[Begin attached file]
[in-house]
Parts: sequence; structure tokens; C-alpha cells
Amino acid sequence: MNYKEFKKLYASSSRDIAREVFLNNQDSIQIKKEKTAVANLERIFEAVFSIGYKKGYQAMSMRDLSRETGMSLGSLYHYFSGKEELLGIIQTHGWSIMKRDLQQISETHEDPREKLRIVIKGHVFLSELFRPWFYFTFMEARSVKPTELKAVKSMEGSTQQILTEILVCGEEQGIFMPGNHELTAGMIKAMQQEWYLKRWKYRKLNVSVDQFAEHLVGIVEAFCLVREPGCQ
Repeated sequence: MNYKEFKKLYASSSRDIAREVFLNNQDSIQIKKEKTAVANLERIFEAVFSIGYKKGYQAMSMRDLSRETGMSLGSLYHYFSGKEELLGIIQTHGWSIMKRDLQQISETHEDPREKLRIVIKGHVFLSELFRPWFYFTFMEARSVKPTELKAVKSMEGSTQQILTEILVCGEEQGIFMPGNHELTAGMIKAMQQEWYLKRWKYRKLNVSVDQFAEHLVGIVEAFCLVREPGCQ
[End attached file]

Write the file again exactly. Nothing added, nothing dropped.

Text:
[in-house]
Parts: sequence; structure tokens; C-alpha cells
Amino acid sequence: MNYKEFKKLYASSSRDIAREVFLNNQDSIQIKKEKTAVANLERIFEAVFSIGYKKGYQAMSMRDLSRETGMSLGSLYHYFSGKEELLGIIQTHGWSIMKRDLQQISETHEDPREKLRIVIKGHVFLSELFRPWFYFTFMEARSVKPTELKAVKSMEGSTQQILTEILVCGEEQGIFMPGNHELTAGMIKAMQQEWYLKRWKYRKLNVSVDQFAEHLVGIVEAFCLVREPGCQ
Repeated sequence: MNYKEFKKLYASSSRDIAREVFLNNQDSIQIKKEKTAVANLERIFEAVFSIGYKKGYQAMSMRDLSRETGMSLGSLYHYFSGKEELLGIIQTHGWSIMKRDLQQISETHEDPREKLRIVIKGHVFLSELFRPWFYFTFMEARSVKPTELKAVKSMEGSTQQILTEILVCGEEQGIFMPGNHELTAGMIKAMQQEWYLKRWKYRKLNVSVDQFAEHLVGIVEAFCLVREPGCQ